In this photo released by the Kremlin Press service via Sputnik agency, Saturday, Dec. 31, 2016, Russian President Vladimir Putin speaks during an undated recording of his annual televised New Year's message in the Kremlin in Moscow, Russia, . President Vladimir Putin invoked a bit of seasonal enchantment in his New Year's Eve remarks to the nation. The recorded message was being televised just before midnight Saturday in each of Russia's nine time zones. (Mikhail Klimentyev/Kremlin Press Service, Sputnik, via AP)

Kremlin demands apology from Fox for Bill O'Reilly calling Vladimir Putin "a killer"

Moscow did not take O'Reilly's comment too kindly, saying it was "unacceptable and insulting"


Taylor Link
February 6, 2017 11:21PM (UTC)

The Kremlin wants an apology from Fox after the network's host called Russian President Vladimir Putin "a killer" minutes before the most-watched TV event of the year.

Bill O'Reilly made the comment during an interview with President Donald Trump that aired just before kickoff of the Super Bowl. "But he's a killer, though. Putin's a killer," O'Reilly said in response to President Trump who, seconds earlier, admitted he has great respect for the Russian president. Trump appeared to defend Putin in the interview, saying that the U.S. has "a lot of killers" as well, suggesting it was morally on par with Russia.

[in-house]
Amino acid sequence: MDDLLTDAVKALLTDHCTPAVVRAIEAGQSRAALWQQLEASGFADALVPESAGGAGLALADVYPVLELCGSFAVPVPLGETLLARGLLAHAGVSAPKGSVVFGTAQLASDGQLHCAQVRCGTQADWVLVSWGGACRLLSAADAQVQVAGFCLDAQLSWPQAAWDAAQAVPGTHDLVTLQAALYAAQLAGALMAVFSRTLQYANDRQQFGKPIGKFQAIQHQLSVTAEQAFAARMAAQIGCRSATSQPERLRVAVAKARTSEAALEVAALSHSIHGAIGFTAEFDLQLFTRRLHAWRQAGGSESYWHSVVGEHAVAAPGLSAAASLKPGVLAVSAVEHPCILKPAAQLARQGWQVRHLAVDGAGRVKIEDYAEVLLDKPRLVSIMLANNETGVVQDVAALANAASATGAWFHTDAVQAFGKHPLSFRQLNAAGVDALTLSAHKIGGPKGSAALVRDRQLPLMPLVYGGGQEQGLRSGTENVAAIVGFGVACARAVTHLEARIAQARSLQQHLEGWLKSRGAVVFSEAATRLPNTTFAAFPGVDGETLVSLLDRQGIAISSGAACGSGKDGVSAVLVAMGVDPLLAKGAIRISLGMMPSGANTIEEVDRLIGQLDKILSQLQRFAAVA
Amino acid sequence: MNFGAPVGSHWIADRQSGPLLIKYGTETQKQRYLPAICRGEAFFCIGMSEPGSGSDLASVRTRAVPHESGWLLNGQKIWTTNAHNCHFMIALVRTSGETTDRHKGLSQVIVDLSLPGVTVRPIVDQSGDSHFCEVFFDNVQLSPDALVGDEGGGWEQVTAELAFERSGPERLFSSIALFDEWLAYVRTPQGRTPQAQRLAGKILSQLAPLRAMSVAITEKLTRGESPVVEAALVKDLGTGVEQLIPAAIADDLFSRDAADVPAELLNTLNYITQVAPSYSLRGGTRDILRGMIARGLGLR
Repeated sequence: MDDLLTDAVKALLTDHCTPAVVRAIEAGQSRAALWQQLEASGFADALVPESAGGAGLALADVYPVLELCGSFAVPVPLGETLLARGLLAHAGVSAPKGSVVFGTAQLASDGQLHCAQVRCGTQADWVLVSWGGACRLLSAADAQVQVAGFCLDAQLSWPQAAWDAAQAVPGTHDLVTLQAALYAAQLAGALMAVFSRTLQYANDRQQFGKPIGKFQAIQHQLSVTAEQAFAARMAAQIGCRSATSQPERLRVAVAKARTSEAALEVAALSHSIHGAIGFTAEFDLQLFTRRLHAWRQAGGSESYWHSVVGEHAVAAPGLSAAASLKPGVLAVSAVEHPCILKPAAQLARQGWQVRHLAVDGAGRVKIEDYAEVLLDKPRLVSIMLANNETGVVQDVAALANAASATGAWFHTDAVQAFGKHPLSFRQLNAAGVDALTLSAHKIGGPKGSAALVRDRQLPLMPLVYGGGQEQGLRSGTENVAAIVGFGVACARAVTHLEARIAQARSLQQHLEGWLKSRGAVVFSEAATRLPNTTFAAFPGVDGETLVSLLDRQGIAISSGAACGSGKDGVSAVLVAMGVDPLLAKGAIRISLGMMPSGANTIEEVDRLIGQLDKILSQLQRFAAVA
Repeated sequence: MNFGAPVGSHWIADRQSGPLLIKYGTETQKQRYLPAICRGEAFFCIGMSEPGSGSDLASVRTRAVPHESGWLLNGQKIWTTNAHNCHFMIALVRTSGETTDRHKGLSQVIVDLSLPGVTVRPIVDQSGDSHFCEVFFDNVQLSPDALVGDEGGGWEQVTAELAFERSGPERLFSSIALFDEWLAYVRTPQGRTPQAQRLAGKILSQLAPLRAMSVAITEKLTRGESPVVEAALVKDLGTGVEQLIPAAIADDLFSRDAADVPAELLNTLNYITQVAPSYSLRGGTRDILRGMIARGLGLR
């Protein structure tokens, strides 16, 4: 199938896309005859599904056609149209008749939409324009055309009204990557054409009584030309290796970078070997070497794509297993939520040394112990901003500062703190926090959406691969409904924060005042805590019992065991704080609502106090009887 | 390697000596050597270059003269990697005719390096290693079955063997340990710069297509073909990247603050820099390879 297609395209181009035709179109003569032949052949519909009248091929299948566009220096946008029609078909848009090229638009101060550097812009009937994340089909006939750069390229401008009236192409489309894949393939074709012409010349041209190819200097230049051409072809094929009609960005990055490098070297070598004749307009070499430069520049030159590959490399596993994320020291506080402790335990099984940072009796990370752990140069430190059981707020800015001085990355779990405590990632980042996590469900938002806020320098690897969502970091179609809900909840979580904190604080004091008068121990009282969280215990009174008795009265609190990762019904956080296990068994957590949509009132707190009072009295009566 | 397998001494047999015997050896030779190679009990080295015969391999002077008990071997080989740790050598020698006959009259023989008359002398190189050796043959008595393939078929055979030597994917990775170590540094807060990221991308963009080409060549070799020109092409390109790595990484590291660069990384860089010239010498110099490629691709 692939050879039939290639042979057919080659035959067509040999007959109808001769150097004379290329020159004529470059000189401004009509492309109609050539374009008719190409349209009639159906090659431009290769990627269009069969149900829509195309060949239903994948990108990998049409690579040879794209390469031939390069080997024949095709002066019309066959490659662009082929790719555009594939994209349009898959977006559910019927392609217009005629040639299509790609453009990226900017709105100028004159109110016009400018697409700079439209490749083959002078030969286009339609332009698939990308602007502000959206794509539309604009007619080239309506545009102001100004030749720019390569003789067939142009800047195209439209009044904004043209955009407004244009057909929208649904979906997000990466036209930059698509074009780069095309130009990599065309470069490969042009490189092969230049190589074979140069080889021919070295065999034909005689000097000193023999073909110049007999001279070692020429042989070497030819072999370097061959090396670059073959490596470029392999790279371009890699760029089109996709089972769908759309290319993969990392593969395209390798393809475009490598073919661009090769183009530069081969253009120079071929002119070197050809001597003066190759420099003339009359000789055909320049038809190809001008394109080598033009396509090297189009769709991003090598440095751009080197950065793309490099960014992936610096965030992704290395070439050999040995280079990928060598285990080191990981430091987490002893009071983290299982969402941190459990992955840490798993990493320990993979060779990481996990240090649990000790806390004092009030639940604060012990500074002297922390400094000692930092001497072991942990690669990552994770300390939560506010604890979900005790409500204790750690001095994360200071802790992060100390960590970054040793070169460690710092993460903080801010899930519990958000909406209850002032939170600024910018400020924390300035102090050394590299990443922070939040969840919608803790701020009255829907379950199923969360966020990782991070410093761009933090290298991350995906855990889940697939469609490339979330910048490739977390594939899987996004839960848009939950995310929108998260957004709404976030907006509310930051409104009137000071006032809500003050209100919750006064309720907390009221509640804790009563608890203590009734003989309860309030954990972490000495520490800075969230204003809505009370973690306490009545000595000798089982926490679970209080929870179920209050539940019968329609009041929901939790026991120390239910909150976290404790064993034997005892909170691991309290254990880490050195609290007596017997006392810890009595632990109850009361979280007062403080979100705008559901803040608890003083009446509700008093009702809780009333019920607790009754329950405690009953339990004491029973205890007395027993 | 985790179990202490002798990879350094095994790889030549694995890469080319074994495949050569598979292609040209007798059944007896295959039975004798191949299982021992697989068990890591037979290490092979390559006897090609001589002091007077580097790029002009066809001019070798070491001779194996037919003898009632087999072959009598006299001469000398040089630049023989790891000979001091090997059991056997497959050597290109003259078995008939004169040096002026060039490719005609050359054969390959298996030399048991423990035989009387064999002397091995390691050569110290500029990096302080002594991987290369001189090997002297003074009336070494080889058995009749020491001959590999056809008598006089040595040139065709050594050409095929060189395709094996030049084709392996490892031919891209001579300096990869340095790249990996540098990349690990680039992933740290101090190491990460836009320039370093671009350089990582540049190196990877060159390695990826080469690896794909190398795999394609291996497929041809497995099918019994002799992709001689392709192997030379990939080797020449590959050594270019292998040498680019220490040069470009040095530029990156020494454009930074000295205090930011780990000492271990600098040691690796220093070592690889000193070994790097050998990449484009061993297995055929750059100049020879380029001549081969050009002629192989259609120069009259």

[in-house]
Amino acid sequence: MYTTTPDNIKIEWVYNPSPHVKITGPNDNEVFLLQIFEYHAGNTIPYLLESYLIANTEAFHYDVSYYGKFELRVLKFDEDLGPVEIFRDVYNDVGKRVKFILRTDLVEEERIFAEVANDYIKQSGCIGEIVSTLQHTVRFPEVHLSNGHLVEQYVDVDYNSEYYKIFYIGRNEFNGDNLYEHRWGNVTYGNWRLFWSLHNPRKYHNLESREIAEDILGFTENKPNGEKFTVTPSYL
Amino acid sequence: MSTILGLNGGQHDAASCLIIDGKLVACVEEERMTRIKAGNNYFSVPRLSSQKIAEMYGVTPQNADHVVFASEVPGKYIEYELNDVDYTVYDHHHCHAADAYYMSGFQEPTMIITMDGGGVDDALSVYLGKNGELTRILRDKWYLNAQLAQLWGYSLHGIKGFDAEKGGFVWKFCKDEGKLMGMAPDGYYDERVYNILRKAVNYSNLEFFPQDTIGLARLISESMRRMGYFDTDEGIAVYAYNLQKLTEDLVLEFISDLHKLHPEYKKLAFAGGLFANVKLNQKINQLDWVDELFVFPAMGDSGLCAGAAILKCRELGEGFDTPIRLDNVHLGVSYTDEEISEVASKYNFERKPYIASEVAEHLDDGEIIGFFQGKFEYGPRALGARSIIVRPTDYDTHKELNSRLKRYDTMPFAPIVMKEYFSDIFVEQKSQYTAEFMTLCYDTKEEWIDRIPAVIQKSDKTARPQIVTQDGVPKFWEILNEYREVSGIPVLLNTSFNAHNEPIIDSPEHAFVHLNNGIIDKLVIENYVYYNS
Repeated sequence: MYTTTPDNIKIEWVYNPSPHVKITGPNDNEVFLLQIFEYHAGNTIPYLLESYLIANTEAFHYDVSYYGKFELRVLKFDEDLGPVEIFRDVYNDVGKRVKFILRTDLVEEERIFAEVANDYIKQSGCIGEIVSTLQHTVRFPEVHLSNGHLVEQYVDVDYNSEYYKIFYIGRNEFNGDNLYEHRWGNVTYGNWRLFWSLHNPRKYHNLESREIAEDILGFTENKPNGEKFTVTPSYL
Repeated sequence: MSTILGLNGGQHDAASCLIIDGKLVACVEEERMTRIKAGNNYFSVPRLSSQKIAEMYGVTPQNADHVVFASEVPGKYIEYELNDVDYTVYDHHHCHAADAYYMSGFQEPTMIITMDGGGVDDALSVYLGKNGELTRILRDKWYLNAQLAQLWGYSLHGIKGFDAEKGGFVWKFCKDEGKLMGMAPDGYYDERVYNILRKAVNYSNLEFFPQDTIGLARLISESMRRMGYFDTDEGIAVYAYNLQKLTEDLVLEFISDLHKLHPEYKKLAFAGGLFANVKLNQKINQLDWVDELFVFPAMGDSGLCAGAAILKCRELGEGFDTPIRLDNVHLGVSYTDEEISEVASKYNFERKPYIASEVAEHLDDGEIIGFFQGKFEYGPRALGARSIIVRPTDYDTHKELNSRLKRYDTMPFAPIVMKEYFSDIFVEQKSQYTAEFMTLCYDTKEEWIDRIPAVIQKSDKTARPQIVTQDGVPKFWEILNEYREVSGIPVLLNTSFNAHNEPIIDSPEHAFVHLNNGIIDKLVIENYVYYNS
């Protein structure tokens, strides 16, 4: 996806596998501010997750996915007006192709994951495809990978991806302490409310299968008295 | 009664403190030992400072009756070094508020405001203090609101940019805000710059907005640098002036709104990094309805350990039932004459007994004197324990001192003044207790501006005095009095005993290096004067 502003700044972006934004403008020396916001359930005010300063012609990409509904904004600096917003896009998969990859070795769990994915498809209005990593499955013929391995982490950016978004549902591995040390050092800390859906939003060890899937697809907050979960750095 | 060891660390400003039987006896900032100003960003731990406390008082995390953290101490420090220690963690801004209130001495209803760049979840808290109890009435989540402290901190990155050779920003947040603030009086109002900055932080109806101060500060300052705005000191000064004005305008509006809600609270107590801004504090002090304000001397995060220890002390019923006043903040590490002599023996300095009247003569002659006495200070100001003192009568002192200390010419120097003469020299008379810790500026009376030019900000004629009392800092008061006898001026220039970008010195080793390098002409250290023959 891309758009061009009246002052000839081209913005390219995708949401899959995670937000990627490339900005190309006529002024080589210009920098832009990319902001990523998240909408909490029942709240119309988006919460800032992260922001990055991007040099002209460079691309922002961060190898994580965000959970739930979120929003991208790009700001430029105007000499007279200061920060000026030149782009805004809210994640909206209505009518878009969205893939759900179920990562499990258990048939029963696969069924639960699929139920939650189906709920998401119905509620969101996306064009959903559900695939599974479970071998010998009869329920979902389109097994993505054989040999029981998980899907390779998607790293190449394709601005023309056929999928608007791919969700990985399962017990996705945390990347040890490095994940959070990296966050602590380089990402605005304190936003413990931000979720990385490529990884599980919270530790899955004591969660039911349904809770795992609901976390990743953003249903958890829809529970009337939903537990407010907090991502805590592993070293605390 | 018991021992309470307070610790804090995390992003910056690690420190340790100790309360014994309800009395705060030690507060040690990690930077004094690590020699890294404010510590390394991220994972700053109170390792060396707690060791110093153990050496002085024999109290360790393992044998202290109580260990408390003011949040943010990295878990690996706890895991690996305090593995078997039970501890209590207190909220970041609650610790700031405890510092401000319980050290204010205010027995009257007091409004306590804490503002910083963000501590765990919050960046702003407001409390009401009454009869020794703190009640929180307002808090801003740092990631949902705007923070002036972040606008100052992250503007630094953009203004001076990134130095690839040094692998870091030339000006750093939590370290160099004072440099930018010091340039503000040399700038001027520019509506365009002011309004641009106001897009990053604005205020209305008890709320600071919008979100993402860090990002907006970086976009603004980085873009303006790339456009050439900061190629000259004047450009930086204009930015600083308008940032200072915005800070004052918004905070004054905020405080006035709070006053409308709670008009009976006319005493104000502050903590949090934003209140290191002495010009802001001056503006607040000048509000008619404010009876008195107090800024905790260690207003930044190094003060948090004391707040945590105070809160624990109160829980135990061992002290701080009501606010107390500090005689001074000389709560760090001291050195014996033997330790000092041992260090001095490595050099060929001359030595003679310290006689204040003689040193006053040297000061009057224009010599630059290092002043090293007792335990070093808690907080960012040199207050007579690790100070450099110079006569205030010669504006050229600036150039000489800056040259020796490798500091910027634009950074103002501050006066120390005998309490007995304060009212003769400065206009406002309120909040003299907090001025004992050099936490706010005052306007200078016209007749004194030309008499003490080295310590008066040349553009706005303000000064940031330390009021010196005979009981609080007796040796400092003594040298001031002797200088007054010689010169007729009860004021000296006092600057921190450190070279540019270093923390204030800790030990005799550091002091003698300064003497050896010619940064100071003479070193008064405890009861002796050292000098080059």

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The Kremlin did not find O'Reilly's characterization agreeable. On Monday, Kremlin spokesman Dmitry Peskov told reporters on a conference call that the Fox News host's comments were "unacceptable and insulting."

"We consider such words from the Fox TV company to be unacceptable and insulting, and honestly speaking, we would prefer to get an apology from such a respected TV company," Peskov said.

In the interview on Sunday, O'Reilly did not offer any names as to who Putin has killed.

According to Politifact, no one has definitively proven that Putin has ordered an assassination on a dissident. But records from two nonprofit watchdog organizations allege that 34 journalists have been murdered in Russia since 2000, the year Putin took power. Those death totals only include homicides that were considered work-related. In comparison, the U.S. has had three journalist deaths in that same time frame; two of those deaths were reporters at local Virginia news station that were shot and killed by a former colleague two years ago.


Taylor Link

Taylor Link is an assistant editor at Salon. You can find him on Twitter at @taylorlink_

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Bill O'reilly Donald Trump Kremlin Moscow Russia

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